It appears however that Turkish diplomacy underestimated the extent to which Baku is prepared to go to spoil a process that it sees as detrimental to its own interests, even if this is going to cast a shadow on its ties with the AKP government. Acting on the basis of press reports in the West, to the effect that Turkey is on the verge of opening its borders with Armenia (these were closed after the invasion of Karabakh - as well as Azerbaijani lands outside the enclave - by Armenian forces) Azerbaijani officials and politicians started a "Turkey is stabbing us in the back campaign."

There was of course a cynical calculation in this effort to hit below the belt because Baku knows full well it can mobilize ultranationalist sentiment in Turkey with such a campaign. It also knows that this campaign can be used by the opposition in Turkey to try and hurt the ruling Justice and Development Party, or AKP, and Prime Minister Erdogan.

As matters turned out Baku was successful in throwing the spanner in the works in this way, forcing Prime Minister Erdogan to say that there will be no normalization with Yerevan until the Karabakh issue is resolved. This basically means that there will be no normalization in the near future given that no one is expecting a miracle in terms of an early settlement to the Karabakh problem. This situation will in turn leave the Erdogan Government facing difficulties in its dealings with the West, given that much hope is invested in Europe and the United States in a normalization of ties between Ankara and Yerevan. It is also clear that the Armenian Diaspora will benefit from this outcome since it never liked the attempt at rapprochement between Turkey and Armenia anyway, seeing this as a mere ploy by Turkey to try and bury the genocide issue.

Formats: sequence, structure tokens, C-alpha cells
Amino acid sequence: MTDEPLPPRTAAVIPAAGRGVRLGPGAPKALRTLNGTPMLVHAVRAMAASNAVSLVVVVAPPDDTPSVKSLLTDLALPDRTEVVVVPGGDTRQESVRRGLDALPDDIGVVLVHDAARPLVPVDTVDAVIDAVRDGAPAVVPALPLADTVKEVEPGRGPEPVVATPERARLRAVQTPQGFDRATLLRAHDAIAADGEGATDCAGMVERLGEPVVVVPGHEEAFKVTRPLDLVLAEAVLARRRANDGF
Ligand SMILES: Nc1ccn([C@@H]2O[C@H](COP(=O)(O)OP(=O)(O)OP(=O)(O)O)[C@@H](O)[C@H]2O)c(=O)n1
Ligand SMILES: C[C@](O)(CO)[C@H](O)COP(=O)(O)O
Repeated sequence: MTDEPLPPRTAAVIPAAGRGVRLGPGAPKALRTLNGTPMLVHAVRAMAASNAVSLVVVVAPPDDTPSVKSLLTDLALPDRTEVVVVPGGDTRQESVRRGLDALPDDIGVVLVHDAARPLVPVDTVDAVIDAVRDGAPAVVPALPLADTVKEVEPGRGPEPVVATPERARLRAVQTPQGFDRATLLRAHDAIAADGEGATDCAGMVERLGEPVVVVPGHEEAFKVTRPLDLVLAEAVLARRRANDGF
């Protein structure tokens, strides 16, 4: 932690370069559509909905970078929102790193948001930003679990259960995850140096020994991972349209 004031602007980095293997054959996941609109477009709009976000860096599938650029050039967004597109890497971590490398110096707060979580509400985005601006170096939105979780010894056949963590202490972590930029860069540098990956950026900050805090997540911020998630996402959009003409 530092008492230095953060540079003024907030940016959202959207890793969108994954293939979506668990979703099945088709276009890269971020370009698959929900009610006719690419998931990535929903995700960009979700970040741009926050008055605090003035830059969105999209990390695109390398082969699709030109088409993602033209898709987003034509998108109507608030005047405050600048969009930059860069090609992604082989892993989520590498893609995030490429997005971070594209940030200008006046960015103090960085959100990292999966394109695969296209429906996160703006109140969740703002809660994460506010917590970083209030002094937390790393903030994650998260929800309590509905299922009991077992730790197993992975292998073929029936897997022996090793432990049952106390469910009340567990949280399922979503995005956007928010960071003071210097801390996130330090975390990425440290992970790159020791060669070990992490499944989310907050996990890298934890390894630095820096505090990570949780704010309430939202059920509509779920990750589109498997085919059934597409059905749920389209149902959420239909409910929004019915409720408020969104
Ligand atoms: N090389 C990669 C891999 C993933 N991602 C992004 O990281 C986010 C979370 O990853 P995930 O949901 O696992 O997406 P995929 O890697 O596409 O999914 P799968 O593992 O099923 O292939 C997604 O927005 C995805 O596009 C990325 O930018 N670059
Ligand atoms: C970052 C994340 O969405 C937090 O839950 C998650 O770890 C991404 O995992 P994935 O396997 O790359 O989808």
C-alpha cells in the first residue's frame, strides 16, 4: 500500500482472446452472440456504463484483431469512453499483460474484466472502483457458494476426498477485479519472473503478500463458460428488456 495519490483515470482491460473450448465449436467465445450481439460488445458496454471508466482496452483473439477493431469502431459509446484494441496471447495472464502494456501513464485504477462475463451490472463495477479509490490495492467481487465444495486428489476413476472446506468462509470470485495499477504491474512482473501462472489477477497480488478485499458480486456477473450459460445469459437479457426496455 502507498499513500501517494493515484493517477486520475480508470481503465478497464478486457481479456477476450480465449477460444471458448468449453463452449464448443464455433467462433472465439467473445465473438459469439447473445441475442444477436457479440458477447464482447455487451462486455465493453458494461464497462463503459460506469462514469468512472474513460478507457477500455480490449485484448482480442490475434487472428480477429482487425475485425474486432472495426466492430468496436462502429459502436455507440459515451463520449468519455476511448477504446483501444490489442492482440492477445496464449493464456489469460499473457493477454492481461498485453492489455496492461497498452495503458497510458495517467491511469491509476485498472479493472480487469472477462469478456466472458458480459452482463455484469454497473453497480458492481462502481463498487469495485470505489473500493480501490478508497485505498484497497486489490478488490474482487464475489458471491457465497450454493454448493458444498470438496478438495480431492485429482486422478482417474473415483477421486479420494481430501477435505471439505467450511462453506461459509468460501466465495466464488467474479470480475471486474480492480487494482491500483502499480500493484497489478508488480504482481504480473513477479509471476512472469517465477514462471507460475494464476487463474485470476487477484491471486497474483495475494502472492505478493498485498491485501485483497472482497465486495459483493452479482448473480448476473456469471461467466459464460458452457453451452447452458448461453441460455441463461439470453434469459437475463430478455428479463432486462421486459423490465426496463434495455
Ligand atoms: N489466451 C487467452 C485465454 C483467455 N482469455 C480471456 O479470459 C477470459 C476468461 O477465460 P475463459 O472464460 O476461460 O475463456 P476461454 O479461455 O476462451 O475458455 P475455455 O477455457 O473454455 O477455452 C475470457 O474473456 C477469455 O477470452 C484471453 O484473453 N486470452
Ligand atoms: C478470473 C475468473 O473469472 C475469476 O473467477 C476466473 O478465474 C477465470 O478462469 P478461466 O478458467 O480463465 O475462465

It is very unlikely that there will be much love lost between the AKP administration and Baku over this turn of events. What has irked the Erdogan government more than anything is that Azerbaijani diplomacy, no doubt acting on the left-over Machiavellian instincts from the Soviet era of high suspicion, decided to conduct its business on the basis of speculative press reports. rather than rely on its official contacts with Ankara. But the picture is not so clear as far as Azerbaijan is concerned. While it may be cozying up to Moscow now, in an apparent retaliatory move against Turkey and the US, it is unlikely that the Russians will ever allow it to realize its ambition of getting back Karabakh by force. Some Azerbaijanis may be deluding themselves now, but many recall the Russian involvement in the fall of Karabakh to the Armenians in the first place.

So, while Baku may have thrown the spanner in the works in a process which, had it displayed better diplomatic wisdom, might have brought it gains as well in terms of the talks over Nagorno Karabakh, it remains to be seen if it comes out of the situation it has created impulsively with any gains worth talking about.